To change this problem we cannot simply change the curriculum, what is taught, but the classroom dynamic and structure itself must change.  The professor alone cannot direct the class, it must be a community.  Because the classroom enacts learning through rituals and practices, these practice must reflect what the students learn.  If students are learning democracy, and authoritarian classroom where the teacher is responsible for learning, responsible for grading, and the final authority on everything, the class will fail.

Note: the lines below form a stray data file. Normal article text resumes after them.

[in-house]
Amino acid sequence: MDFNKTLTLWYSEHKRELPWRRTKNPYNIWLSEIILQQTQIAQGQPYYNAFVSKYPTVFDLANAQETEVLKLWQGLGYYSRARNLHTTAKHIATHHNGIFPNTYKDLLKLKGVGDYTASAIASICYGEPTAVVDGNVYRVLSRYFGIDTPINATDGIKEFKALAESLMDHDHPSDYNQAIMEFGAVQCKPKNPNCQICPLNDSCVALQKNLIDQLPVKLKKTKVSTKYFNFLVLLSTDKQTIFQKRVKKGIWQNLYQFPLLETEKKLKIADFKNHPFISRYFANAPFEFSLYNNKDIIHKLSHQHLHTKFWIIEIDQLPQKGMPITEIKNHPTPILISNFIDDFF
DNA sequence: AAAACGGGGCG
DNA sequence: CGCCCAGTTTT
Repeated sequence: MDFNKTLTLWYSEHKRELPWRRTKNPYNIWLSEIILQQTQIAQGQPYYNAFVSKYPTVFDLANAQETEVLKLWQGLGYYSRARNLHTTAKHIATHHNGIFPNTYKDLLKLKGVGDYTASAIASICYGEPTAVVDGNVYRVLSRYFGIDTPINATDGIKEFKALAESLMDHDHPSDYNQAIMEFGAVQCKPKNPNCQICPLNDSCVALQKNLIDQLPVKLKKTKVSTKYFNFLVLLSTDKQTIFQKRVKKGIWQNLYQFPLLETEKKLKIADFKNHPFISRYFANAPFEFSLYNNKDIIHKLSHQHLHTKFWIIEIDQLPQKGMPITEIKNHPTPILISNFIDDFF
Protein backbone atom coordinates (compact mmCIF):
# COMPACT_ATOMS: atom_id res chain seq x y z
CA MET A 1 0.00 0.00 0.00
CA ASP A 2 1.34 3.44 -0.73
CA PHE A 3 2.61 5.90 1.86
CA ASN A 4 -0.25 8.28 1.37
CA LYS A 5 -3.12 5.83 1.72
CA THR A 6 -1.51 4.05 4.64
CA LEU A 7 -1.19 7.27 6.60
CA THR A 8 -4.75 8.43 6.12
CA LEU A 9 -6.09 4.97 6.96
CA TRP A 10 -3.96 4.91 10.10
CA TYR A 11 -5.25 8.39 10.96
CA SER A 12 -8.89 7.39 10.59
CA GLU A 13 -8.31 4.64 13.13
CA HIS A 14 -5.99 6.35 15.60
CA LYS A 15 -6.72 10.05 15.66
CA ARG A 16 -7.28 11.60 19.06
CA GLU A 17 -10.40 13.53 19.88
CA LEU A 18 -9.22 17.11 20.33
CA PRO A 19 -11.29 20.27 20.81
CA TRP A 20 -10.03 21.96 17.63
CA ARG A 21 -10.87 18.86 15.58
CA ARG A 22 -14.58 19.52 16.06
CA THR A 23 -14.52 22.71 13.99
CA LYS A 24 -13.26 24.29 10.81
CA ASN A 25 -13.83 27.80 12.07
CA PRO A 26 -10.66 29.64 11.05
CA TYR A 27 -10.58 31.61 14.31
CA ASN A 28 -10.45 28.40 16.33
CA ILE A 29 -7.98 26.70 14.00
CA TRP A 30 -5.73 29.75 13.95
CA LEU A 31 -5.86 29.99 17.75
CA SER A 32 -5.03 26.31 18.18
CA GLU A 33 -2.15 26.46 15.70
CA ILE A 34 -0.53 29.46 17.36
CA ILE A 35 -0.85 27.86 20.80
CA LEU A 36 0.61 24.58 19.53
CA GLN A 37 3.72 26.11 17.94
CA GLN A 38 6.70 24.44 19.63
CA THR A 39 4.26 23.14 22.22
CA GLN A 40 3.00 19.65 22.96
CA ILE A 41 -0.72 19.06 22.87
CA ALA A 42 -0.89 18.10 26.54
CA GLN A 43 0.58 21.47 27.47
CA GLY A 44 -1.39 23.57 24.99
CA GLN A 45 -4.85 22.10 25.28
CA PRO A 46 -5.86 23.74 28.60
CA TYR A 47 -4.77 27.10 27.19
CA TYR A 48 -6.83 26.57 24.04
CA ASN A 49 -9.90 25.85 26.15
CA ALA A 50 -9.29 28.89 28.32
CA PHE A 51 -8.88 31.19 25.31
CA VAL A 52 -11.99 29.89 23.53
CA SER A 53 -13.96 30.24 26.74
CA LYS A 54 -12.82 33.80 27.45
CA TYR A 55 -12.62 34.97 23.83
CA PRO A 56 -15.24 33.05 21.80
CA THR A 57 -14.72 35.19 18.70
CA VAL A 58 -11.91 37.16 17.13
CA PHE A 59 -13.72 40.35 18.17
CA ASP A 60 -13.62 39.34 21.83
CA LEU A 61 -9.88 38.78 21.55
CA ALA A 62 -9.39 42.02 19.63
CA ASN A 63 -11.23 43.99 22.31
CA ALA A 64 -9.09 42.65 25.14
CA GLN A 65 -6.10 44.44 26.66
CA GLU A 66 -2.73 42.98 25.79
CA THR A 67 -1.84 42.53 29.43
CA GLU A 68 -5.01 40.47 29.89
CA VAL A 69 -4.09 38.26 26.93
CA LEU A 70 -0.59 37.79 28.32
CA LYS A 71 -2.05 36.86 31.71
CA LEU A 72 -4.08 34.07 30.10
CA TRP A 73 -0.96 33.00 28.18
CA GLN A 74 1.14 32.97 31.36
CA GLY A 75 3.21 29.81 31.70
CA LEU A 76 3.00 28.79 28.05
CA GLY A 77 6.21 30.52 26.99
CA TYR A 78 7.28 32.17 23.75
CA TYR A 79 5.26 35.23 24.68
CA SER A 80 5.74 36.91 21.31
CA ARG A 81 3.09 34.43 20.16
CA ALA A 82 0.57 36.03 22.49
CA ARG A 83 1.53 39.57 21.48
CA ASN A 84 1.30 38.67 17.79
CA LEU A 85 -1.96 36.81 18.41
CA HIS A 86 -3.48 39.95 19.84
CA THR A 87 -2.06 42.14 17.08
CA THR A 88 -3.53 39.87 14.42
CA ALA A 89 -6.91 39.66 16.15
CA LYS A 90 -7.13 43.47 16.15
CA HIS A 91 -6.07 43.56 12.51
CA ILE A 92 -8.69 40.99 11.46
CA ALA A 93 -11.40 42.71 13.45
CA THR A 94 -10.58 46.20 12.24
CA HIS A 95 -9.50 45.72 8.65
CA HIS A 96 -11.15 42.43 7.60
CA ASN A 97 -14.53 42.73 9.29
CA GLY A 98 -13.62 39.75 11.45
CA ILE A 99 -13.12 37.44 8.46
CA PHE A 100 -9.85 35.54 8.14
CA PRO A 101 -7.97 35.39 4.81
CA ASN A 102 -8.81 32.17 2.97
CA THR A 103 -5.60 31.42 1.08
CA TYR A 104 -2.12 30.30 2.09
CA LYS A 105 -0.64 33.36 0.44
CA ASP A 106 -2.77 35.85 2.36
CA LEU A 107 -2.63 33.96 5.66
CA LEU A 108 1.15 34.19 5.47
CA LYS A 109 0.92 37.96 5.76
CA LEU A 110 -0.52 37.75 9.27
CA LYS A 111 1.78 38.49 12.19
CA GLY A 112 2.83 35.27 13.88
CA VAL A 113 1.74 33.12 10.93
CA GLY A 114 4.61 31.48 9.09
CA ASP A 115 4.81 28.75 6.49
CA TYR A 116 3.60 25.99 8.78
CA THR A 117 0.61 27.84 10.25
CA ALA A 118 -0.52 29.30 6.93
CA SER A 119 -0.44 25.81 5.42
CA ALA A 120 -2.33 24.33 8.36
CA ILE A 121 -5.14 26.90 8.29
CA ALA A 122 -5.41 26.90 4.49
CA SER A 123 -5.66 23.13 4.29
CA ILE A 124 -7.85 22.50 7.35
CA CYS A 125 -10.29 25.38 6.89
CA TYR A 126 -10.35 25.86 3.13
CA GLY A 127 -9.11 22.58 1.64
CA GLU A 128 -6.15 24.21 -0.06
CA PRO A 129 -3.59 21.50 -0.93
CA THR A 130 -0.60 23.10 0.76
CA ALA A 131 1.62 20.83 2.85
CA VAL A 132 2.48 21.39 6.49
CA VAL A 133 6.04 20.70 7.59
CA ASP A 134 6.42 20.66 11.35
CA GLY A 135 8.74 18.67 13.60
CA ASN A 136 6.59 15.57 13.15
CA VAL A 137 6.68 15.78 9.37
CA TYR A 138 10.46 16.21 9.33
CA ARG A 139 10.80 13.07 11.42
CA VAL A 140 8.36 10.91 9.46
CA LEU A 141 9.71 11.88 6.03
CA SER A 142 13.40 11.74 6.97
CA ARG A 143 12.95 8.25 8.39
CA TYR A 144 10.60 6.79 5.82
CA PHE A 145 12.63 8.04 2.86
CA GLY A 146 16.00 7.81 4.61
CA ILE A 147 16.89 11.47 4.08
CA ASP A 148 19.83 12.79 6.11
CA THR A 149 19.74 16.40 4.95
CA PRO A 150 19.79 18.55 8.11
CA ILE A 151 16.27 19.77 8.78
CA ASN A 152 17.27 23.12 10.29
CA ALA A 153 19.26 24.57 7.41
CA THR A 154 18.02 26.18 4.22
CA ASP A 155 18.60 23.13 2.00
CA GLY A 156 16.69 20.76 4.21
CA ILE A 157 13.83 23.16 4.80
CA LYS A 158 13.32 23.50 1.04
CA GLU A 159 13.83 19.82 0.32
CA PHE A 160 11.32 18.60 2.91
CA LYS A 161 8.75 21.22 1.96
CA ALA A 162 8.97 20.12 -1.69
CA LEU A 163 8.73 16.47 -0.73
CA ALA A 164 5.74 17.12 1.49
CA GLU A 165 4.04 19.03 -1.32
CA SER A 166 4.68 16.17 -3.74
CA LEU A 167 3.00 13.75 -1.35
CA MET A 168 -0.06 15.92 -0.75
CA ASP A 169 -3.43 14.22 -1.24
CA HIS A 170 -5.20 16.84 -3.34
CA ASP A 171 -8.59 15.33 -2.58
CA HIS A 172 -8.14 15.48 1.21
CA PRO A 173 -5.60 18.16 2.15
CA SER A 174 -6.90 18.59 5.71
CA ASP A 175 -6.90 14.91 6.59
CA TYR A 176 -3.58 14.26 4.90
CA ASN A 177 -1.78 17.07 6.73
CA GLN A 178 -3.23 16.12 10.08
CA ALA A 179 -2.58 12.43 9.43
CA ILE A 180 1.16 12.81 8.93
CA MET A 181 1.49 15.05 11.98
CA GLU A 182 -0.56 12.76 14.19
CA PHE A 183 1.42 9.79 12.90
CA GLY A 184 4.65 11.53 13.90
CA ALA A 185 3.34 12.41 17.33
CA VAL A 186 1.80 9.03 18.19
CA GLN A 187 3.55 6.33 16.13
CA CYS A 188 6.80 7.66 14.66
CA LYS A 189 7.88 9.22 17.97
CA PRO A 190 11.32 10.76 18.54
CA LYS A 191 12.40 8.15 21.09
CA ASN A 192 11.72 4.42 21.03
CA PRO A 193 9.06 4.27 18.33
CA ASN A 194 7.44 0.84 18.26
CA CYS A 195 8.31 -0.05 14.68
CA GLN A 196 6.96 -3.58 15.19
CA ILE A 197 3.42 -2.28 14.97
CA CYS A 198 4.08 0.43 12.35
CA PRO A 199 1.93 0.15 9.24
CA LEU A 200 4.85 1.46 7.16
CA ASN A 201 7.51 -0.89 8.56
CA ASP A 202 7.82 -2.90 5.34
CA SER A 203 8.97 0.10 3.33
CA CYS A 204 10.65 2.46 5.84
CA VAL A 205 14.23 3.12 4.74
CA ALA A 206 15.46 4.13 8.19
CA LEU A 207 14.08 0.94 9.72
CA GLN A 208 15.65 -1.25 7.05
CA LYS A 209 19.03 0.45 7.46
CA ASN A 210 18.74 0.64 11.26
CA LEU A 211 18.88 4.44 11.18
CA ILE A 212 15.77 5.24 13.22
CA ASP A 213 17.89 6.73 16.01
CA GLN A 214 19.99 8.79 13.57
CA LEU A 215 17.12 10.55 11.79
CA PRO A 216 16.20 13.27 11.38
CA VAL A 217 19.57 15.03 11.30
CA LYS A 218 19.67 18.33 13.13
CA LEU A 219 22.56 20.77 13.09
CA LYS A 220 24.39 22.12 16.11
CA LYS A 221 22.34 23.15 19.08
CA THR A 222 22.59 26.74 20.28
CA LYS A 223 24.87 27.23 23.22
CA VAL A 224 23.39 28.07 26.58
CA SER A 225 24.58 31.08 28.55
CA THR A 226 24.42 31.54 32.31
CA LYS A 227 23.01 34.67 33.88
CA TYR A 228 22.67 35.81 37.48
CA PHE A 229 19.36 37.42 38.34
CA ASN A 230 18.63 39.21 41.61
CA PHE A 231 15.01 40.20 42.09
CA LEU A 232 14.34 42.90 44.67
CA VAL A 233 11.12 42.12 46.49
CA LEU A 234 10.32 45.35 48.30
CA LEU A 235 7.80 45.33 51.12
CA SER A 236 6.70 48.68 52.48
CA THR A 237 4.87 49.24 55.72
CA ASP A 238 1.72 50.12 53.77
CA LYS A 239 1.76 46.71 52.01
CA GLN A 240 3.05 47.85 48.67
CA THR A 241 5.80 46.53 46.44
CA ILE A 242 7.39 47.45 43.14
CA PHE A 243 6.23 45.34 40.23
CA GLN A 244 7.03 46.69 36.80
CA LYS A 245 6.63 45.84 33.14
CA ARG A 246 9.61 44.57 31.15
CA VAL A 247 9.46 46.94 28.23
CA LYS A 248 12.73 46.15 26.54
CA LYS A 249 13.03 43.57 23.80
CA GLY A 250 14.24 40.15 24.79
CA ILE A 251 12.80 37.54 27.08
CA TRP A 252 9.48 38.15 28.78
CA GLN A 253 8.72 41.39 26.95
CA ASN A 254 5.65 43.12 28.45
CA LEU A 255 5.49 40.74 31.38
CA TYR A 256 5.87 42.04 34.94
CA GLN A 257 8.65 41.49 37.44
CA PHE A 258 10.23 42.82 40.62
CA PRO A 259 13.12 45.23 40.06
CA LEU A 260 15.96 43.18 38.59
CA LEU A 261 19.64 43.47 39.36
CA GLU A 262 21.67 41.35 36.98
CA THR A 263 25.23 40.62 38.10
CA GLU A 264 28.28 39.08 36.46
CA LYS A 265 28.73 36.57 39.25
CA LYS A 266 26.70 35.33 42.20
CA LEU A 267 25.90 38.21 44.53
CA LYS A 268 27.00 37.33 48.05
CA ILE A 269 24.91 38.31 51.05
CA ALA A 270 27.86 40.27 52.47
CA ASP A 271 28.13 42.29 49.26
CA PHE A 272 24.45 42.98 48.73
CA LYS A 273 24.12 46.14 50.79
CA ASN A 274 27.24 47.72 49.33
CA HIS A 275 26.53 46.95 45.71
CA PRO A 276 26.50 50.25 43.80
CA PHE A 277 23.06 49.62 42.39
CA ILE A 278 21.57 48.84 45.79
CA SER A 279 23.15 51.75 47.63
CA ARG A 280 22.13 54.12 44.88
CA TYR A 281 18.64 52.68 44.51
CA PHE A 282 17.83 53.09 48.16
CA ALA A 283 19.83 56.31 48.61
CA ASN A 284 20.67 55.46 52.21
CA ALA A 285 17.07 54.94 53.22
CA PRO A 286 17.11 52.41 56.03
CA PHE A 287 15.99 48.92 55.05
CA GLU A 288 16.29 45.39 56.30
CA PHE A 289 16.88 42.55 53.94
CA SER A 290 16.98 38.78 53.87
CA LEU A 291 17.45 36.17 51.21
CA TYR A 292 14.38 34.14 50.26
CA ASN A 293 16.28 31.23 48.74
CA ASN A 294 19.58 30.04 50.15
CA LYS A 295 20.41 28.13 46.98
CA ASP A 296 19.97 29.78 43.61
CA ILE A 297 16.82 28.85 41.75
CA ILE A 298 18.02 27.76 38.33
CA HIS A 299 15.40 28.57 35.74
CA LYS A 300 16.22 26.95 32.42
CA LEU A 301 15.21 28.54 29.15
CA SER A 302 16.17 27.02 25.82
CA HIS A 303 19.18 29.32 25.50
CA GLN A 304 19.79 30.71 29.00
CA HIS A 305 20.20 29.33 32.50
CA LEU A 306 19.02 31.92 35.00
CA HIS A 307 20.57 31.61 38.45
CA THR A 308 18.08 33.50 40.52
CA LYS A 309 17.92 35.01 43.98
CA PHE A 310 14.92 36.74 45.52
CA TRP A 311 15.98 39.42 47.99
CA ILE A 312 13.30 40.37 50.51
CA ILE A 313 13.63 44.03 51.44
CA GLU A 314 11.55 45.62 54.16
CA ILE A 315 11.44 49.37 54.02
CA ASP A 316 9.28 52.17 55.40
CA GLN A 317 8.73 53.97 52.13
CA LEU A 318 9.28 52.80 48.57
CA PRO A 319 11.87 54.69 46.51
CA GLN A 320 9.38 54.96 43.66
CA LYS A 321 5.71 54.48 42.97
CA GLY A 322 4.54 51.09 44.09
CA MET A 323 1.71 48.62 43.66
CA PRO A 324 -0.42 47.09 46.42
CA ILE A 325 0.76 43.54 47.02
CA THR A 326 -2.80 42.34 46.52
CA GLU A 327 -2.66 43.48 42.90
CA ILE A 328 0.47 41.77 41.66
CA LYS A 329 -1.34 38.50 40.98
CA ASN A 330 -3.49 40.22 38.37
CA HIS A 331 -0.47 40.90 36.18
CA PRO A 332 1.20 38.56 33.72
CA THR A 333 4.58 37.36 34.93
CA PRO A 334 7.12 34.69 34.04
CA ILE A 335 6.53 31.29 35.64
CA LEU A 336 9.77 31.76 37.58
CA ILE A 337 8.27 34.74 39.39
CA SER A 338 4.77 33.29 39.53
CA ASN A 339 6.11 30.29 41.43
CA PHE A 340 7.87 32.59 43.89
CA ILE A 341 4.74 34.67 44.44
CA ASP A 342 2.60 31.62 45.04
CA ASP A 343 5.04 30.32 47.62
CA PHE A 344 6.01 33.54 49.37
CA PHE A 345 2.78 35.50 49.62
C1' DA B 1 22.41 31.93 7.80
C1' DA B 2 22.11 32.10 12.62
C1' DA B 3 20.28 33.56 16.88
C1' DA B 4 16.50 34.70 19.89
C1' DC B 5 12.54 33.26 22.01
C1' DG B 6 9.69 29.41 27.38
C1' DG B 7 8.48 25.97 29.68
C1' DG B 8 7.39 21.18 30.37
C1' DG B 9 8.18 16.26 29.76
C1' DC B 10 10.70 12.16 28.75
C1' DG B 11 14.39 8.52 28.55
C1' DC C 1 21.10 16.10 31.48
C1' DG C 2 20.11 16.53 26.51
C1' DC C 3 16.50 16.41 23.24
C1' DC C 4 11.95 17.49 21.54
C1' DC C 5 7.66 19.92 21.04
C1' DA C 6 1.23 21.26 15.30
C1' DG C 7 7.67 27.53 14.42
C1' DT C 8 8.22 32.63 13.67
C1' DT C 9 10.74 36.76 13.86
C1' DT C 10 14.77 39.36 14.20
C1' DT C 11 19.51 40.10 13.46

What might this look like?  One blog post is certainly not enough space to tackle all of problems I have pointed out.  So I will focus my examples on how to make engineering education more democratic.  I leave it to the reader to apply this framework elsewhere.  The changes I suggest can fit into nearly any engineering curriculum.  In this way engineering students do not have to sacrifice, balance, or pile on to what they are already expected to know, but can still avoid being dragged into an oppressive authoritarian system.  Simple exercises like peer grading, peer lectures, and student selected problem sets are hardly revolutionary, but could go a long way into dismantling the authority of the classroom and placing some responsibility on the students.  And we can get more radical yet.  Students could vote on whether or not to count their grades for any particular assignment.  The class vote would decide for every student.  For another assignment or set of assignments, the students could select representatives who would decide, through either consensus or voting, whether to count any given grade or not.  High scoring students have an incentive to work with students with low scores, and low scoring students have an incentive to invest themselves in a class they otherwise might give up on.  It is important to note that such dynamics in the classroom are incompatible with the practice of weeding out.  Through these practices in the classroom, students are not just being taught democracy, but learning by doing democracy.  If the education process itself undermines engineering students capacities to understand or participate in democracy, it matters little how much democracy and ethics are contained within the curriculum.